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9/11 Lawyer Keeps It Real

“Are all rappers learning-disabled?”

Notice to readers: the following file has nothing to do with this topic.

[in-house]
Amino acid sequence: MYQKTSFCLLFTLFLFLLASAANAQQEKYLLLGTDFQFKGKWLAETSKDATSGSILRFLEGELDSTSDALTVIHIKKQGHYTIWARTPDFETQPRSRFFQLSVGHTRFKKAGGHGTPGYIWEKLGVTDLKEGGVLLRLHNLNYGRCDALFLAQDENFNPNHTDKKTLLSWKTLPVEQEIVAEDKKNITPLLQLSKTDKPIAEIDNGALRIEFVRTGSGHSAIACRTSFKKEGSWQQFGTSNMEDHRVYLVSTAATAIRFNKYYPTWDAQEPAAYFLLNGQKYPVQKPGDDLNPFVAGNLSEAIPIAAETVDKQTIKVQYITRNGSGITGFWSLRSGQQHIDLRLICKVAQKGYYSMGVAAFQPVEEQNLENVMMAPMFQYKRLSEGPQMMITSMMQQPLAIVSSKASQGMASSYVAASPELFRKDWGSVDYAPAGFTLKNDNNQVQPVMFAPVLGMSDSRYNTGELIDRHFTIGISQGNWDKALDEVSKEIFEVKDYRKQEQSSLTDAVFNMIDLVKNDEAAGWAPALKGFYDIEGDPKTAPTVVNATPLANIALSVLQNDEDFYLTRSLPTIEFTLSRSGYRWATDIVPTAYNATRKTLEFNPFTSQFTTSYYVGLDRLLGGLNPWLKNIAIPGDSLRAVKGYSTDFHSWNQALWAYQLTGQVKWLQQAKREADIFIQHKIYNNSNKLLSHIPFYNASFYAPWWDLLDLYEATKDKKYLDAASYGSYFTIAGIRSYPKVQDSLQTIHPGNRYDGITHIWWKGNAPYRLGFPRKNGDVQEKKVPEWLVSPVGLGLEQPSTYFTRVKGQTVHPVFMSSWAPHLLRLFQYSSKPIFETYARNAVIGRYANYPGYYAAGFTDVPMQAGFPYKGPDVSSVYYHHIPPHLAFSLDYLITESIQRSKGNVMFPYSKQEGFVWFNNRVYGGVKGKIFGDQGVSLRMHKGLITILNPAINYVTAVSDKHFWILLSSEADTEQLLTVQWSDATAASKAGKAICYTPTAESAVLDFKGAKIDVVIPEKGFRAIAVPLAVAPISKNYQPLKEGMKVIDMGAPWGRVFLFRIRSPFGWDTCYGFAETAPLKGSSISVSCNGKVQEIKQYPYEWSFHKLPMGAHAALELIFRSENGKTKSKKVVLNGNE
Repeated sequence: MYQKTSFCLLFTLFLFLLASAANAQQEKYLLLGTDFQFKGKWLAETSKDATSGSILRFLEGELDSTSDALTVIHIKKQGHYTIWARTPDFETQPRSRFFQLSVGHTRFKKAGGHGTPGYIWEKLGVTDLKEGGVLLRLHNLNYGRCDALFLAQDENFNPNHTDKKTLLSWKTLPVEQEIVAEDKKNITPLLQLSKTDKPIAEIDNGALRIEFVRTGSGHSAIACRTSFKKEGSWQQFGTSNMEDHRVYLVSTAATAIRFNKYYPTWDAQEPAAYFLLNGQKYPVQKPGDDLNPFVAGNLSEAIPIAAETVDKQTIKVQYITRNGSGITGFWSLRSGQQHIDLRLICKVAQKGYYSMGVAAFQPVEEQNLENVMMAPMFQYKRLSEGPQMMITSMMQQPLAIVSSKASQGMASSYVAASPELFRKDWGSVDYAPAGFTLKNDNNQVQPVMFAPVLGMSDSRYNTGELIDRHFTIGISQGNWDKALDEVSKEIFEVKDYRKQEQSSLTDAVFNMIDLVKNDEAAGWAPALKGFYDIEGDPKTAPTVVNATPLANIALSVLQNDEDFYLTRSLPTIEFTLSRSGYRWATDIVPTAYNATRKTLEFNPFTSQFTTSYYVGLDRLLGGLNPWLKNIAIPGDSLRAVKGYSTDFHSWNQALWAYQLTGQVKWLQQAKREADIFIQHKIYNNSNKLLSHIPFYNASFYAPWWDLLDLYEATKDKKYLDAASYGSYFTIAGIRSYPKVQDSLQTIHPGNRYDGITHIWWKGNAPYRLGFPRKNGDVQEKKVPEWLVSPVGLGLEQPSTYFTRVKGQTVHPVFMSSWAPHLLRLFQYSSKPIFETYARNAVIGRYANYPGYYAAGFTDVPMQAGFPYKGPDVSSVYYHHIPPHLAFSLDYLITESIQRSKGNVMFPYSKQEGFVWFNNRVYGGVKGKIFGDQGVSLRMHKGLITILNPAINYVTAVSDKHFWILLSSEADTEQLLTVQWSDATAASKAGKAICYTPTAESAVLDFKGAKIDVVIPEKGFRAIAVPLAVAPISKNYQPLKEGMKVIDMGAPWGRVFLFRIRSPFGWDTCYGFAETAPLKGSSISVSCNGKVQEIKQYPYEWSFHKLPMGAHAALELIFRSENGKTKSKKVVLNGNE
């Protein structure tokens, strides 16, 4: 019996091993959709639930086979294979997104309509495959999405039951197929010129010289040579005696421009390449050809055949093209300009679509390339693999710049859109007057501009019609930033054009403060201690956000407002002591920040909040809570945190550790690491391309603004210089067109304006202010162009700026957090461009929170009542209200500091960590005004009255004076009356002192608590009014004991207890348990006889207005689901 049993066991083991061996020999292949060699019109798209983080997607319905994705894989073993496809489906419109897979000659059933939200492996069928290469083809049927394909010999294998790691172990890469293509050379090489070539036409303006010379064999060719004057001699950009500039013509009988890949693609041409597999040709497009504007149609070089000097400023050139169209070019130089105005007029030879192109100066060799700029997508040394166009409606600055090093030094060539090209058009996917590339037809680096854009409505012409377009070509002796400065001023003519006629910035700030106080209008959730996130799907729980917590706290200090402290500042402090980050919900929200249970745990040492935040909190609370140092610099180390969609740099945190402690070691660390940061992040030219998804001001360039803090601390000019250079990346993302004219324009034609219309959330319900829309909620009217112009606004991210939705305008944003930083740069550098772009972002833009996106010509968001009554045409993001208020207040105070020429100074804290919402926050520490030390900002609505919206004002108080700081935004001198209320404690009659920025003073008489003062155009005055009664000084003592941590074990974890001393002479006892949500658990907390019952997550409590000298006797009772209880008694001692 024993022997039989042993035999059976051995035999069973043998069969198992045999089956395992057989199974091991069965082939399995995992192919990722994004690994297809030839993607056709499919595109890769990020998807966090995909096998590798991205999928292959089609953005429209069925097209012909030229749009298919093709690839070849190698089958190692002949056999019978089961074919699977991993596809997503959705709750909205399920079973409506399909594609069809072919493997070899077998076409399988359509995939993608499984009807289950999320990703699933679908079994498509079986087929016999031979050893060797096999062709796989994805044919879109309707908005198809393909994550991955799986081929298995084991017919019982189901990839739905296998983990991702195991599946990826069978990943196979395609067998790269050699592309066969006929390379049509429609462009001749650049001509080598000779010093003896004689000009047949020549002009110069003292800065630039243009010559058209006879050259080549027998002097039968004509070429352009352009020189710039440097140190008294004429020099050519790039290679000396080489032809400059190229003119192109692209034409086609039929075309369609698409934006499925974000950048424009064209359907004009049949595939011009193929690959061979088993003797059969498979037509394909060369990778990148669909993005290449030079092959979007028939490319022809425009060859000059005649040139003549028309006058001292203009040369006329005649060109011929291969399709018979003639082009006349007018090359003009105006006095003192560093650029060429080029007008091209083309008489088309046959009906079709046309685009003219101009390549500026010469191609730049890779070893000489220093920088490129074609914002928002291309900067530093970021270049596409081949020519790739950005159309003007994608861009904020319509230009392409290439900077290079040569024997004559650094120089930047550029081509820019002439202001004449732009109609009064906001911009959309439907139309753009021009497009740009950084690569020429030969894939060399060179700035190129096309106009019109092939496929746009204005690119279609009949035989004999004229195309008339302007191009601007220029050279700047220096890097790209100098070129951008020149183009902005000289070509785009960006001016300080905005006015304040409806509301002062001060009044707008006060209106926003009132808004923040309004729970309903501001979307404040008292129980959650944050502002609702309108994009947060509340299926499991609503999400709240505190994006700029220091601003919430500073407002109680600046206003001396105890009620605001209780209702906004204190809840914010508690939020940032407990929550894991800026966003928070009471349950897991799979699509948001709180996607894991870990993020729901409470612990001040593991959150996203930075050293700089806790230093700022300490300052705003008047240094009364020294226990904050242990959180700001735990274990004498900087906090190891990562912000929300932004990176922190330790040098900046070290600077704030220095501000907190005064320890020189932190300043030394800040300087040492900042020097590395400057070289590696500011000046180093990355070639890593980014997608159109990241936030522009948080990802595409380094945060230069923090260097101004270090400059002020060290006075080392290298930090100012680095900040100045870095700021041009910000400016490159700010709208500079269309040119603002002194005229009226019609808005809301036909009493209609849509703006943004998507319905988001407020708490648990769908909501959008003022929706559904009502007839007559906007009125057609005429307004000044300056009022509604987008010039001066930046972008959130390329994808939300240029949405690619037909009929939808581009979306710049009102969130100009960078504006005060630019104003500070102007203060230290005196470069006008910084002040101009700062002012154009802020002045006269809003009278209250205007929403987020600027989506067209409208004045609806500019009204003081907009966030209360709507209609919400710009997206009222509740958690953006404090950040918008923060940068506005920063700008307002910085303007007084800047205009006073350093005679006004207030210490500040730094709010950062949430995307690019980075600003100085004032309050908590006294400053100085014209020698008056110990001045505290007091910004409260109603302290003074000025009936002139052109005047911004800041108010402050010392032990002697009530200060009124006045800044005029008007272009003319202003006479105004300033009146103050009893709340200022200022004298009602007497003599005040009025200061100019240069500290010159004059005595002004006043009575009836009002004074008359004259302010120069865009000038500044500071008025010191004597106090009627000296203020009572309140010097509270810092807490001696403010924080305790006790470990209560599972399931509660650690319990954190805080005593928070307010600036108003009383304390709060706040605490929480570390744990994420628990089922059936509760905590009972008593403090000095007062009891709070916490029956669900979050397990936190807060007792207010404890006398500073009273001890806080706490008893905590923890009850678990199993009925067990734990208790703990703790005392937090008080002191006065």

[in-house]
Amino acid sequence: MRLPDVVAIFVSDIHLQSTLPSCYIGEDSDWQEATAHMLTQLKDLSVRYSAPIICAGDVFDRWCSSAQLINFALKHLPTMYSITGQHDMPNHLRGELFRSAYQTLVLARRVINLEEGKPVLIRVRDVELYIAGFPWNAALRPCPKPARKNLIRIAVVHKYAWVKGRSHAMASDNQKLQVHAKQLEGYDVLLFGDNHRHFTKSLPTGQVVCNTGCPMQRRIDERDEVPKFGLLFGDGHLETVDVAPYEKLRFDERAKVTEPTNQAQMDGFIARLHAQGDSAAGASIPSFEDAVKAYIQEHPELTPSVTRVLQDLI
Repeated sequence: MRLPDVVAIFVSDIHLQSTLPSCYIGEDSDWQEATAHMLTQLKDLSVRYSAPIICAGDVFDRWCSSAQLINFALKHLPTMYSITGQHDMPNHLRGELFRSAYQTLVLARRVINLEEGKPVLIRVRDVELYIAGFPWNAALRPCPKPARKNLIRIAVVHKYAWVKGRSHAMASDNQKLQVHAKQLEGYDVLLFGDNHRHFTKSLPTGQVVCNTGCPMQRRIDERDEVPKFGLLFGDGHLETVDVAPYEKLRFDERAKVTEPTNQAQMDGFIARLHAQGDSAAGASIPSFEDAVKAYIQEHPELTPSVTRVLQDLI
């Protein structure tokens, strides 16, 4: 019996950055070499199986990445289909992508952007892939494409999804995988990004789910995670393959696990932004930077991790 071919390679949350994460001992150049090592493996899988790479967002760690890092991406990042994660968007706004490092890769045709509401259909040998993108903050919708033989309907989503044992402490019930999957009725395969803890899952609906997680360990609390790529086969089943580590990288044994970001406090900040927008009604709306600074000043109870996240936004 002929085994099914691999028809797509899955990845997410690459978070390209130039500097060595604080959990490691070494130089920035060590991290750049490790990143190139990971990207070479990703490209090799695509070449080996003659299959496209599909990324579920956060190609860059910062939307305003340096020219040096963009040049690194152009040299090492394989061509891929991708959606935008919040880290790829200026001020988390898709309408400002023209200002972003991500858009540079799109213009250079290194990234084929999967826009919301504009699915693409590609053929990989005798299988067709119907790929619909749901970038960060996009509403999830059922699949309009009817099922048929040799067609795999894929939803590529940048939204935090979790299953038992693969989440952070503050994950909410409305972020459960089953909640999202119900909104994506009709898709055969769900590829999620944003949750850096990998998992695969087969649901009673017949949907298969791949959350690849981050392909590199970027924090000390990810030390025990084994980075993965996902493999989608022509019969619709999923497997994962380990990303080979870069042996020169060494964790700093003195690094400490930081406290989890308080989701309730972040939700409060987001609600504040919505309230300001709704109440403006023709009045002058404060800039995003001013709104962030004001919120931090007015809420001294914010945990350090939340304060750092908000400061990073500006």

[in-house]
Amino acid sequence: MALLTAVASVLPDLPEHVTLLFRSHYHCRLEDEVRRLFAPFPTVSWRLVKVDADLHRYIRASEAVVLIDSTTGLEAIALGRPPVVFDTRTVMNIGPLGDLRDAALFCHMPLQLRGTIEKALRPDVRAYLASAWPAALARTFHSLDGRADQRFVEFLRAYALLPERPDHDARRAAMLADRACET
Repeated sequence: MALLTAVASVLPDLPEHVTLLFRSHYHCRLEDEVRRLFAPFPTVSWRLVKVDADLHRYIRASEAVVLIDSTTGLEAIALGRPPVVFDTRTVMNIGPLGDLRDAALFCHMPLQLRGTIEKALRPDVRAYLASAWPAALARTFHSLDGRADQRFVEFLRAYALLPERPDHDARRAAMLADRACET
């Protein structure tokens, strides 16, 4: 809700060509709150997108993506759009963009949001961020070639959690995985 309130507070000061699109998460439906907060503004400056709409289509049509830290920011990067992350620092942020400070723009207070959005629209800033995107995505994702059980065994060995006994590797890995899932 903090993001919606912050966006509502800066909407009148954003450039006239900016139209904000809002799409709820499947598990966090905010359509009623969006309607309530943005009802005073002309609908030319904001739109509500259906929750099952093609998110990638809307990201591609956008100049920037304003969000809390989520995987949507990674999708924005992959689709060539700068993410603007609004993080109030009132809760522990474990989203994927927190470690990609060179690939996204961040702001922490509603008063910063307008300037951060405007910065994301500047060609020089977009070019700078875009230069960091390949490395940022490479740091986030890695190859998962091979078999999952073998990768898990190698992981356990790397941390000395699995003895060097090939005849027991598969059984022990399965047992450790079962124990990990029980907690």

David Worby, the high-profile trial lawyer who’s battling the city, federal agencies, and private contractors on behalf of approximately 8,000 firefighters, cops, and ground-zero cleanup workers over 9/11-related illnesses, has a side career: screenwriter. “My film’s called Rym and the LDs,” says Worby, who once proposed starring in a TV show called It’s Time to Sue. “It’s the story of a black kid who’s dyslexic and a white kid who’s phobic. They form a rap group to teach other kids about learning disabilities—LDs.” Huh? “I had this idea that rap musicians are probably all learning-disabled and that rap is an alternative mechanism of communication for them,” he says. So Worby investigated, “akin to the toxin research I did for my 9/11 case—and found how music is a tool that people can use to overcome disabilities.” It recently started production in L.A., starring Lil’ Romeo (dyslexic), Aaron Carter (phobic), and Snoop Dogg (“playing himself, the rap star”), for possible release next fall.

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